One of the more profound teachings of Thomas Keating is that Centering Prayer is a “non-conceptual practice.” I think most people read these words and glance over them fairly quickly. But to do so, I believe, results in missing the radical inclusivity of the practice. Being “non-conceptual” means that just about anyone can practice Centering Prayer, regardless of one's faith tradition.
In the weekly Centering Prayer group I have led for the last seven years, it has been my joy to find conservatives and progressives, Evangelicals, Catholics, Episcopalians, and fundamentalists gathered in union to open to the mystery of God. It has also been my joy to welcome practitioners of Buddhism, spiritual seekers, and in particular, two close friends of the Jewish faith.
But how does such a diverse group of people come together in union when there are so many distinctions and differences of thought and mind? Because Centering Prayer is “non-conceptual”, during our twenty minute silent sit, we don’t cling to our cherished concepts and beliefs about God, but rather sink into the naked and immediate heart of God as the Ultimate Mystery, always just outside the reach of the mind’s grasp.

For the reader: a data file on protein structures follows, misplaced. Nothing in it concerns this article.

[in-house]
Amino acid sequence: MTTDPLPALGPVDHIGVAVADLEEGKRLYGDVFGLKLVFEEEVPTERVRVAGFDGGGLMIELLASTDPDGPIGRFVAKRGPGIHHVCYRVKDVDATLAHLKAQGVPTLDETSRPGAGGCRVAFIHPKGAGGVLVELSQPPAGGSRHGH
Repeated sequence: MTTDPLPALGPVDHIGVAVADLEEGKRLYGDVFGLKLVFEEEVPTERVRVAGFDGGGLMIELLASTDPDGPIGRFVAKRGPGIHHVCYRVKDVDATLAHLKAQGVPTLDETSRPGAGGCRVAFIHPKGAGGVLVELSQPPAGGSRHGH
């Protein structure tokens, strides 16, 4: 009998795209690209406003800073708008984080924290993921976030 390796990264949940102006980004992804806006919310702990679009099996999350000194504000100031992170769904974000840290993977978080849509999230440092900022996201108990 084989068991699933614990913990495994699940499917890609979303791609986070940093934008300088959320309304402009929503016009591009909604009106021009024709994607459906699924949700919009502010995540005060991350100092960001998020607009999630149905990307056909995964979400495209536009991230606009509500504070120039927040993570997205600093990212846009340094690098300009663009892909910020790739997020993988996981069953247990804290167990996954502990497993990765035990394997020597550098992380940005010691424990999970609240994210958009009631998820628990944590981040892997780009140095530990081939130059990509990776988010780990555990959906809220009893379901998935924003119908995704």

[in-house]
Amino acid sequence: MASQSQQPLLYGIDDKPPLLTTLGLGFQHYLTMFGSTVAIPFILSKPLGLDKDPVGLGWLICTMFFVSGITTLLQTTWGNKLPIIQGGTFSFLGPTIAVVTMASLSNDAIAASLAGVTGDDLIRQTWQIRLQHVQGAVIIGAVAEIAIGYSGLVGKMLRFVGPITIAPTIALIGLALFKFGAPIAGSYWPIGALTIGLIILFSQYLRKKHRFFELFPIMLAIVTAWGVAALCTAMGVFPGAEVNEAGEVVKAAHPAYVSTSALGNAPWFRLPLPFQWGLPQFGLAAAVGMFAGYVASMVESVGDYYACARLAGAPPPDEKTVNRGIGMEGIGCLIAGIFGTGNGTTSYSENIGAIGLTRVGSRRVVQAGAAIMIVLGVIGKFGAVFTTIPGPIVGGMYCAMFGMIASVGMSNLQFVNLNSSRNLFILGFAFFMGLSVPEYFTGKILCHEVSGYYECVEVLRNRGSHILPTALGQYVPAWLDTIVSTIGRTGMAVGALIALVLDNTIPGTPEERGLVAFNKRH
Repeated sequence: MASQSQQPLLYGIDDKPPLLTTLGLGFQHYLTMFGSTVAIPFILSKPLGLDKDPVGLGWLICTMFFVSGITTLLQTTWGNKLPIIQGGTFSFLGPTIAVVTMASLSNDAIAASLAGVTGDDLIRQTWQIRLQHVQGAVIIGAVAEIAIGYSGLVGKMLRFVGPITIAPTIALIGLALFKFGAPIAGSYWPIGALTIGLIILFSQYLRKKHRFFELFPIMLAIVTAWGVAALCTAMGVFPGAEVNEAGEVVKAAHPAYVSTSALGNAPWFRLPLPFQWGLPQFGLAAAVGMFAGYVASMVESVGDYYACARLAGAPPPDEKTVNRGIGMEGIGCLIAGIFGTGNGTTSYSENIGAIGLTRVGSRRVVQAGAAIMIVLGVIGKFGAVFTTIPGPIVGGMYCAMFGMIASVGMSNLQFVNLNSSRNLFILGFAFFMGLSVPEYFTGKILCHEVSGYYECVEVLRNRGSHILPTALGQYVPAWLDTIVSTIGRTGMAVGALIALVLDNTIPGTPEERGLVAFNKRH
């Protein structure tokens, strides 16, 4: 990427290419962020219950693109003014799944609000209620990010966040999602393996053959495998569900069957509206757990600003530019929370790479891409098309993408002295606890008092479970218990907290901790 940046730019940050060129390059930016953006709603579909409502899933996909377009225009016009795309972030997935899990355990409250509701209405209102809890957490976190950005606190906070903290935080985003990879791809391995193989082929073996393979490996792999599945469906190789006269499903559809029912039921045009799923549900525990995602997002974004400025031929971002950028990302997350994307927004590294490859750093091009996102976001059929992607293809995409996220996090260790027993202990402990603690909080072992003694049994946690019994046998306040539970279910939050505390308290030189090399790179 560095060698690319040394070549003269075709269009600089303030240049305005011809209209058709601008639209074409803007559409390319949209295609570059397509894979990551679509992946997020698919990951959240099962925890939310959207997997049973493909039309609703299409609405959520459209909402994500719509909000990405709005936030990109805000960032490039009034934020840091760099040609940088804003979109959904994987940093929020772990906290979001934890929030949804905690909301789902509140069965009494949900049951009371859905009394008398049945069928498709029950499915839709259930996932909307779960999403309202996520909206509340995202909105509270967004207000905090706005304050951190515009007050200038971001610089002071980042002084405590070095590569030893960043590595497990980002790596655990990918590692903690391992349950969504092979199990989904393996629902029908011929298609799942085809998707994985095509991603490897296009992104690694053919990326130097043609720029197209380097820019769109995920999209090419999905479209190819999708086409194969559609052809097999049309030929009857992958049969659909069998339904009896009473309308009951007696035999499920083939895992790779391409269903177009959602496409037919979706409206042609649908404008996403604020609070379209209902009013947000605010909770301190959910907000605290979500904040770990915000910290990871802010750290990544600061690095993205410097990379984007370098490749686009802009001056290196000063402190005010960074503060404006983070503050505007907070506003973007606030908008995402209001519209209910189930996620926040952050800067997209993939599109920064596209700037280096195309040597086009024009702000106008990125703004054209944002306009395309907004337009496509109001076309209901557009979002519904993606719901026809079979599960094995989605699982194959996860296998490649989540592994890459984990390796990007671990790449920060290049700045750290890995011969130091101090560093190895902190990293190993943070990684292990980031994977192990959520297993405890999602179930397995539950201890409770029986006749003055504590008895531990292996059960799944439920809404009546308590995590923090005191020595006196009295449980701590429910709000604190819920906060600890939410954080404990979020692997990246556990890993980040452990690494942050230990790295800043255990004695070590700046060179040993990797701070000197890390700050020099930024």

Just like one does not need to be Hindu to practice yoga or a Buddhist to practice mindfulness, one does not need to be a Christian in order to practice Centering Prayer. All that is required is the openness and willingness to hold the intention to “consent to the presence and action of God within.”
And during this consent, we do not rest in our ideas about God, but God in God’s Self.
Centering Prayer, not based on concept but on consent and intention, carries us beyond any of the sacred ideas we hold of God, whether it be a thought, an image, or a favorite name of the Divine. Being a non-conceptual practice means that we don’t need to bring theological baggage into the practice.
In silence (what Keating called the “universal language of God,”) we have a non-conceptual openness to God. In group settings, we don’t argue about the mental or conceptual level of our practice, and therefore, there is a deep unity that transcends the mental images and understandings of God that so often divide us.
And this is precisely what makes Centering Prayer so radically inclusive. It’s a tool, born of the Christian tradition, but accessible to anyone willing to open to the Divine and consent to the presence and action within. In this way, the silence and non-conceptual nature of the practice allows us to transcend not only the self-made-self but also the self-made-God of our minds.